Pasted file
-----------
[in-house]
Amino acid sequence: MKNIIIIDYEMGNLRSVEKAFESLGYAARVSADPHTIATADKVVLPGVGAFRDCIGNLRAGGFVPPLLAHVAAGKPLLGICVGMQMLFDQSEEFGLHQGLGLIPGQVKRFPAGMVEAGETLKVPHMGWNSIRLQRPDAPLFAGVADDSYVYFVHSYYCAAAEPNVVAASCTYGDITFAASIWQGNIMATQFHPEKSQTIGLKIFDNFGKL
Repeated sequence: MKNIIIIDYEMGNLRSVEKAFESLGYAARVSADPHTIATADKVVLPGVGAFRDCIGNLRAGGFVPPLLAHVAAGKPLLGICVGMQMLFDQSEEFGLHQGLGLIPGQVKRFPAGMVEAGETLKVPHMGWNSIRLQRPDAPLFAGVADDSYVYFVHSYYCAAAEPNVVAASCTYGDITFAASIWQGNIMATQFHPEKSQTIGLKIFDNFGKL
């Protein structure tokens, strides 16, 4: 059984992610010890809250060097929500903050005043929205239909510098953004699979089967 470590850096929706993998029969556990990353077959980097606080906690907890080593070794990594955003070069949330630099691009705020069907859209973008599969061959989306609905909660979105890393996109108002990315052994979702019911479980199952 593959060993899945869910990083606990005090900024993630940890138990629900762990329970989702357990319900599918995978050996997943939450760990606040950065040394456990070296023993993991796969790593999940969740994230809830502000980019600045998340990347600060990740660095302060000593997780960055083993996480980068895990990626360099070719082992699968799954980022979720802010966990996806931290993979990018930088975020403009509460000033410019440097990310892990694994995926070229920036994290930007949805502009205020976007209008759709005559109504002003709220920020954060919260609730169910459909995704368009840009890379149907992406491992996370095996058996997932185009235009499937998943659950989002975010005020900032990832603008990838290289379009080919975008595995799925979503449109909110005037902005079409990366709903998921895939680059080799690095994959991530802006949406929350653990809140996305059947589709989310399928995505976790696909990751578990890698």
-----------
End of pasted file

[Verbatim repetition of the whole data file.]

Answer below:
[in-house]
Amino acid sequence: MKNIIIIDYEMGNLRSVEKAFESLGYAARVSADPHTIATADKVVLPGVGAFRDCIGNLRAGGFVPPLLAHVAAGKPLLGICVGMQMLFDQSEEFGLHQGLGLIPGQVKRFPAGMVEAGETLKVPHMGWNSIRLQRPDAPLFAGVADDSYVYFVHSYYCAAAEPNVVAASCTYGDITFAASIWQGNIMATQFHPEKSQTIGLKIFDNFGKL
Repeated sequence: MKNIIIIDYEMGNLRSVEKAFESLGYAARVSADPHTIATADKVVLPGVGAFRDCIGNLRAGGFVPPLLAHVAAGKPLLGICVGMQMLFDQSEEFGLHQGLGLIPGQVKRFPAGMVEAGETLKVPHMGWNSIRLQRPDAPLFAGVADDSYVYFVHSYYCAAAEPNVVAASCTYGDITFAASIWQGNIMATQFHPEKSQTIGLKIFDNFGKL
């Protein structure tokens, strides 16, 4: 059984992610010890809250060097929500903050005043929205239909510098953004699979089967 470590850096929706993998029969556990990353077959980097606080906690907890080593070794990594955003070069949330630099691009705020069907859209973008599969061959989306609905909660979105890393996109108002990315052994979702019911479980199952 593959060993899945869910990083606990005090900024993630940890138990629900762990329970989702357990319900599918995978050996997943939450760990606040950065040394456990070296023993993991796969790593999940969740994230809830502000980019600045998340990347600060990740660095302060000593997780960055083993996480980068895990990626360099070719082992699968799954980022979720802010966990996806931290993979990018930088975020403009509460000033410019440097990310892990694994995926070229920036994290930007949805502009205020976007209008759709005559109504002003709220920020954060919260609730169910459909995704368009840009890379149907992406491992996370095996058996997932185009235009499937998943659950989002975010005020900032990832603008990838290289379009080919975008595995799925979503449109909110005037902005079409990366709903998921895939680059080799690095994959991530802006949406929350653990809140996305059947589709989310399928995505976790696909990751578990890698």